Coronary stent thrombosis
Citation, DOI & article data
Coronary stent thrombosis or scaffold thrombosis refers to a recent acute thrombus or occlusion in a coronary segment previously treated with a coronary stent or scaffold. It is a severe complication of percutaneous coronary intervention (PCI) and a major adverse cardiovascular event.
Coronary stent thrombosis was up to 10% 1 in the past but the incidence was reduced considerably in the recent past 2.
Factors that increase the likelihood of developing coronary stent thrombosis include 1,2:
- complex lesion
- residual dissection
- implantation of an undersized coronary stent
- drug-eluting stents (1st generation)
- premature discontinuation of dual antiplatelet therapy
- diabetes mellitus
- underlying malignancy
- high platelet reactivity
Coronary stent thrombosis is associated with impaired arterial healing and uncovered struts 1.
The typical clinical presentation of stent thrombosis is that of myocardial infarction and includes the detection of a typical rise and fall in cardiac troponin above the 99th percentile URL and one following 3,4:
- symptoms of acute myocardial ischemia
- new ischemic ECG changes
- new pathological Q-waves
The following time intervals of stent or scaffold thrombosis after implantation are distinguished 1-4:
- early: <30 days (acute ≤24 hours, subacute 1-30 days)
- late: >30 days to 1 year
- very late: >1 year
Complications of coronary stent thrombosis include 1-3:
Stent thrombosis is characterized by an acute thrombus or occlusion of a previously stented coronary segment including the adjacent 5 mm proximal or distal to the stent or in a branch arising from the stented segment 4.
Causes and pathogenic mechanisms of stent thrombosis include the following 1,2:
- interruption or early dual-antiplatelet therapy
- stent malapposition or underexpansion
- impaired arterial healing/re-endothelialization and uncovered stent struts
- localized hypersensitivity reactions
- stent dismantling (in bioresorbable scaffolds)
Coronary stent thrombosis requires emergency invasive coronary angiography with repeat percutaneous coronary intervention and in this case, any additional imaging will delay treatment. However, there might be occasions, where imaging modalities will reveal findings indicating the diagnosis which have not been previously detected by other means.
Radiographic features are not different from type 1 myocardial infarction and include the following features in an ischemic pattern 3:
Echocardiography might detect new wall motion abnormalities.
Coronary CTA might show stent thrombosis/occlusion.
Coronary angiography within emergency repeat percutaneous coronary intervention is the modality of choice to document the diagnosis and will prove stent thrombosis following thrombectomy 4.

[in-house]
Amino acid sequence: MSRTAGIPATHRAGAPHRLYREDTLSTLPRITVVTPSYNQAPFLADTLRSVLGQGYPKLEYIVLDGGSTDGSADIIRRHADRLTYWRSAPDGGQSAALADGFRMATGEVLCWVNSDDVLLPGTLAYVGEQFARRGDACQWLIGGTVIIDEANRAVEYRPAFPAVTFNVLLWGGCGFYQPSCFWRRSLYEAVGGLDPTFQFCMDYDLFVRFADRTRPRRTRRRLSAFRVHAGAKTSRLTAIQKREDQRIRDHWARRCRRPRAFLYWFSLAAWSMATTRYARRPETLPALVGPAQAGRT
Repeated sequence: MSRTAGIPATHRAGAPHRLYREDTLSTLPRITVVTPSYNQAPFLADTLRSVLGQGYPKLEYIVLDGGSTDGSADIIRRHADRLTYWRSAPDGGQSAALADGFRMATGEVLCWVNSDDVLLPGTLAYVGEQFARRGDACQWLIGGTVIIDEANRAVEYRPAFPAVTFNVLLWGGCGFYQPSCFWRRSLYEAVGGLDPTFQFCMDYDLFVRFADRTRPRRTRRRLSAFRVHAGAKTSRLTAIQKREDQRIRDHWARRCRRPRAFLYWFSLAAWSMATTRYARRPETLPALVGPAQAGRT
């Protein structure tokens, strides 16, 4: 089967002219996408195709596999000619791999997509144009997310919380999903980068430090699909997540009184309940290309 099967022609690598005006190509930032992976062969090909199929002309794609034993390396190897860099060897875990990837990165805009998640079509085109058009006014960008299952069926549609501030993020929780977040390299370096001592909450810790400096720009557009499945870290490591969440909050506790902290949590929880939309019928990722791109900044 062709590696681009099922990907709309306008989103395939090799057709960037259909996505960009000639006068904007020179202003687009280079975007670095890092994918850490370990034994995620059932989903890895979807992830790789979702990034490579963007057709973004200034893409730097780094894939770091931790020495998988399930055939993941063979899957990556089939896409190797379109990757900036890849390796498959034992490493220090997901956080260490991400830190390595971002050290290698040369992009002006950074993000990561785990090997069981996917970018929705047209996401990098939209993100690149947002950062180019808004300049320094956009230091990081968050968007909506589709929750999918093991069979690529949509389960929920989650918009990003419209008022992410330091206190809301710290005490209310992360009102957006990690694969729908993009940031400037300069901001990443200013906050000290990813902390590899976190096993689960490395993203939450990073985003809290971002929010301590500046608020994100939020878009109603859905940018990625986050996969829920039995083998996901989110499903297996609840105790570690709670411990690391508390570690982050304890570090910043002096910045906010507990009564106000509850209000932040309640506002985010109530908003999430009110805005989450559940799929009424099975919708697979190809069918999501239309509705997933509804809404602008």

MRI might show signs of acute myocardial infarction corresponding to the respective coronary vascular territory including:
- cine imaging: new regional wall motion abnormalities
- T2/STIR black blood: hyperintensity indicating myocardial edema and the ‘area at risk’
- perfusion imaging: diminished or delayed uptake
- IRGE/PSIR: new subendocardial to transmural late gadolinium enhancement ± no reflow phenomenon
The radiological report should include a description of the following features based on the AHA coronary artery segment and cardiac segmentation models:
Coronary angiography/coronary CTA:
- stent occlusion
- location of the stent
- coronary artery stenoses
Echocardiography/cardiac MRI/nuclear medicine:
- regional wall motion abnormalities
- non-viable myocardium
Treatment and prognosis
The management of coronary stent thrombosis requires emergency percutaneous coronary intervention with revascularization 1.
Stent thrombosis can mimic the appearance or presentation of the following clinical conditions 1:
- 1. Torrado J, Buckley L, Durán A et al. Restenosis, Stent Thrombosis, and Bleeding Complications. J Am Coll Cardiol. 2018;71(15):1676-95. doi:10.1016/j.jacc.2018.02.023 - Pubmed
- 2. Byrne R, Joner M, Kastrati A. Stent Thrombosis and Restenosis: What Have We Learned and Where Are We Going? The Andreas Grüntzig Lecture ESC 2014. Eur Heart J. 2015;36(47):3320-31. doi:10.1093/eurheartj/ehv511 - Pubmed
- 3. Thygesen K, Alpert J, Jaffe A et al. Fourth Universal Definition of Myocardial Infarction (2018). J Am Coll Cardiol. 2018;72(18):2231-64. doi:10.1016/j.jacc.2018.08.1038 - Pubmed
- 4. Garcia-Garcia H, McFadden E, Farb A et al. Standardized End Point Definitions for Coronary Intervention Trials: The Academic Research Consortium-2 Consensus Document. Circulation. 2018;137(24):2635-50. doi:10.1161/CIRCULATIONAHA.117.029289 - Pubmed